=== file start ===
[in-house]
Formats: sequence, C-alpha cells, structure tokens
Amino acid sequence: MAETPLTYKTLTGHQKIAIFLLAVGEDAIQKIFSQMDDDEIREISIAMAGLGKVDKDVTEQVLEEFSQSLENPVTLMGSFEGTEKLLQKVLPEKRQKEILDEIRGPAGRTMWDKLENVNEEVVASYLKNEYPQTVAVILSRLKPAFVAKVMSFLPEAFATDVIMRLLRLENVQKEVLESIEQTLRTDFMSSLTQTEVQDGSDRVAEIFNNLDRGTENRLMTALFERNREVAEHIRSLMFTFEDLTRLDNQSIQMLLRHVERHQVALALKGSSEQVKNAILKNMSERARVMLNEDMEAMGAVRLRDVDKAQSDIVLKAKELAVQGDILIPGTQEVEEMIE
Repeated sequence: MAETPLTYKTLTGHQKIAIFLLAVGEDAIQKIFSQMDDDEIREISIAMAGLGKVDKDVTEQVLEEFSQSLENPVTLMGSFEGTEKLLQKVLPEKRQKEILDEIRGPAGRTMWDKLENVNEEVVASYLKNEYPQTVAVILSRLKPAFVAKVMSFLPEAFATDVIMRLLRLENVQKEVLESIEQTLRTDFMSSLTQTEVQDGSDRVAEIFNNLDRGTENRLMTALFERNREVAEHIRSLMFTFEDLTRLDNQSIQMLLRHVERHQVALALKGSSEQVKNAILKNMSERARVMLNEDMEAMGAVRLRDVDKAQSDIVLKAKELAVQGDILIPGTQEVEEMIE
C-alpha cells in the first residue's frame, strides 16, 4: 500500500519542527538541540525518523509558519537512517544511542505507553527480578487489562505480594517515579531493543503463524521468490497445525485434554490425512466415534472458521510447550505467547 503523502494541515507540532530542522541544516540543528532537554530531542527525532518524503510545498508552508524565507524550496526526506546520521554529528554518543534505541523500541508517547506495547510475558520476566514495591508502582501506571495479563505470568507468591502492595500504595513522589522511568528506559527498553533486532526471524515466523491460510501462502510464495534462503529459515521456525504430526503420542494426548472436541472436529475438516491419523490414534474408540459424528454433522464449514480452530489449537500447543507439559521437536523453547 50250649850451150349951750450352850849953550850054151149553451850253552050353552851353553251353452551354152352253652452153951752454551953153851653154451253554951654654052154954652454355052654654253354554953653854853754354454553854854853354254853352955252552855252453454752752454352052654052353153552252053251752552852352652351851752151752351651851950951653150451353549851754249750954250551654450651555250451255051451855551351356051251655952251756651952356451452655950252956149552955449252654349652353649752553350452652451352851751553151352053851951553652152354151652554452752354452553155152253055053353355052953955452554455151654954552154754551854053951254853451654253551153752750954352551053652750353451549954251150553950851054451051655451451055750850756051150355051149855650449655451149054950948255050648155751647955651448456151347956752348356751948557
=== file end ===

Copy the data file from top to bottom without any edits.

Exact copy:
[in-house]
Formats: sequence, C-alpha cells, structure tokens
Amino acid sequence: MAETPLTYKTLTGHQKIAIFLLAVGEDAIQKIFSQMDDDEIREISIAMAGLGKVDKDVTEQVLEEFSQSLENPVTLMGSFEGTEKLLQKVLPEKRQKEILDEIRGPAGRTMWDKLENVNEEVVASYLKNEYPQTVAVILSRLKPAFVAKVMSFLPEAFATDVIMRLLRLENVQKEVLESIEQTLRTDFMSSLTQTEVQDGSDRVAEIFNNLDRGTENRLMTALFERNREVAEHIRSLMFTFEDLTRLDNQSIQMLLRHVERHQVALALKGSSEQVKNAILKNMSERARVMLNEDMEAMGAVRLRDVDKAQSDIVLKAKELAVQGDILIPGTQEVEEMIE
Repeated sequence: MAETPLTYKTLTGHQKIAIFLLAVGEDAIQKIFSQMDDDEIREISIAMAGLGKVDKDVTEQVLEEFSQSLENPVTLMGSFEGTEKLLQKVLPEKRQKEILDEIRGPAGRTMWDKLENVNEEVVASYLKNEYPQTVAVILSRLKPAFVAKVMSFLPEAFATDVIMRLLRLENVQKEVLESIEQTLRTDFMSSLTQTEVQDGSDRVAEIFNNLDRGTENRLMTALFERNREVAEHIRSLMFTFEDLTRLDNQSIQMLLRHVERHQVALALKGSSEQVKNAILKNMSERARVMLNEDMEAMGAVRLRDVDKAQSDIVLKAKELAVQGDILIPGTQEVEEMIE
C-alpha cells in the first residue's frame, strides 16, 4: 500500500519542527538541540525518523509558519537512517544511542505507553527480578487489562505480594517515579531493543503463524521468490497445525485434554490425512466415534472458521510447550505467547 503523502494541515507540532530542522541544516540543528532537554530531542527525532518524503510545498508552508524565507524550496526526506546520521554529528554518543534505541523500541508517547506495547510475558520476566514495591508502582501506571495479563505470568507468591502492595500504595513522589522511568528506559527498553533486532526471524515466523491460510501462502510464495534462503529459515521456525504430526503420542494426548472436541472436529475438516491419523490414534474408540459424528454433522464449514480452530489449537500447543507439559521437536523453547 50250649850451150349951750450352850849953550850054151149553451850253552050353552851353553251353452551354152352253652452153951752454551953153851653154451253554951654654052154954652454355052654654253354554953653854853754354454553854854853354254853352955252552855252453454752752454352052654052353153552252053251752552852352652351851752151752351651851950951653150451353549851754249750954250551654450651555250451255051451855551351356051251655952251756651952356451452655950252956149552955449252654349652353649752553350452652451352851751553151352053851951553652152354151652554452752354452553155152253055053353355052953955452554455151654954552154754551854053951254853451654253551153752750954352551053652750353451549954251150553950851054451051655451451055750850756051150355051149855650449655451149054950948255050648155751647955651448456151347956752348356751948557